Charleston County Sheriff's Office
Roof's booking photo
The families of the victims looked on silently as Dylann Roof was declared guilty on all 33 counts of his federal indictment. Including charges for hate crimes for the murders at Emanuel AME Church, it took almost 20 minutes for each verdict to be read aloud — but less than two hours for the jury to arrive at a decision.
Assistant U.S. attorney Nathan Williams began his closing statement by describing an idyllic place of worship. A place of fellowship where old friends gather for a Wednesday night Bible study. A place where anyone was welcome to walk in. And according to Williams, hatred had no place in that sanctuary. But on the night of June 17, 2015, Williams said a cowardly man walked in to act upon the immense hatred in his heart.
During closing arguments in the federal trial of Dylann Roof, prosecutors recounted the lives lost in Emanuel AME Church. Portraits of each victim flashed across the screens in the courtroom, juxtaposed by images of their bodies as they lie dead on the church floor. After six days of testimony and 36 witnesses, Williams boiled the prosecution’s case down to three points: Roof’s manifesto, his preparation leading up the shooting, and his actions inside of the church.
With his handwritten journal and manifesto posted online, prosecutors say that Roof displayed a perceived a superiority of white race, a desire to incite a race war, and an insistence on violence. In his writings and his taped confession with FBI agents, Roof explained his hope to agitate race relations to the point that the nation returns to segregation, with white people as the dominant race. According to Williams, Roof holds up the dismal and shameful parts of the country’s past as ideal.
Courtroom sketch artist's depiction of the emotional first day in court for Dylann Roof
Detailing the months of preparation that Roof put into planning his attack, the prosecution listed the multiple trips that he made to Mother Emanuel leading up to the shooting. Not only was a lengthy effort made to practice his skills as a marksman, but the lists of predominantly African-American churches found in Roof’s car shows that he underwent a long process in selecting his target.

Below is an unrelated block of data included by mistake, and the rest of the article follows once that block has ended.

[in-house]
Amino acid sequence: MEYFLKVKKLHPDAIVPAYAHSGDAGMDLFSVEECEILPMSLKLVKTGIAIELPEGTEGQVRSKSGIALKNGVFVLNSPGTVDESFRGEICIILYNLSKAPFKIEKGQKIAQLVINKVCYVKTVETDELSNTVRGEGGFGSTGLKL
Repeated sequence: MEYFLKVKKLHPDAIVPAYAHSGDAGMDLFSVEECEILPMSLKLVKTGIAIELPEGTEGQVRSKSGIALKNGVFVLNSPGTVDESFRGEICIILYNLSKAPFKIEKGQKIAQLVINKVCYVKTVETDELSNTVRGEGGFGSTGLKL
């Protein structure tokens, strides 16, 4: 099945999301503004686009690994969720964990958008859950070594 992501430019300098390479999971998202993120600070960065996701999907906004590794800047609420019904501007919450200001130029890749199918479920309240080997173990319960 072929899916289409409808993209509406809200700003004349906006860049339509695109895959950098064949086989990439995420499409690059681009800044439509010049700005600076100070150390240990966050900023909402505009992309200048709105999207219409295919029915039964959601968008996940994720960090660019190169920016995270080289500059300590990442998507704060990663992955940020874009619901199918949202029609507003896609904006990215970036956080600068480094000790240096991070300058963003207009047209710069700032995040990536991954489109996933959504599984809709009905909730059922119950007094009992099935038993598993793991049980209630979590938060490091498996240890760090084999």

On the night of the shooting, Williams says that Roof waited outside of Emanuel AME for almost 30 minutes, loading 88 rounds into multiple magazines. He spent another 40 minutes sitting with the parishioners before shooting Rev. Clementa Pinckney. Rev. Daniel Simmons rushed to check on his wounded pastor as Roof continued firing. The prosecution pointed to Simmons’ actions as a strong counterpoint to the cowardice the Roof demonstrated by attacking a church.
“There is no bravery in this defendant. There is no bravery in his actions,” Williams said. “But there is bravery in this case.”
Lead defense attorney David Bruck has never denied Roof’s guilt in the shootings at Mother Emanuel. He has only called on the jury to take into deep consideration what led to his actions. Bruck opened his closing statements by apologizing to the jury for his quiet courtroom demeanor, but it is Roof’s insistence to represent himself during the next phase of the trial that will silence Bruck.
As jurors prepared to deliberate on Roof’s guilt, Bruck attempted to turn their attention to the sentencing phase of the trial. If found guilty, the 22-year-old faces the death penalty or life in prison without the possibility of parole. During closing statements, Bruck attempted to introduce the idea that Roof suffers from mental issues, but the attorney could not overcome a sea of objections from the prosecution. After the verdict was handed down, Roof confirmed once again that he wishes to represent himself during the penalty phase of the trial. The trial will resume Jan. 3, 2017.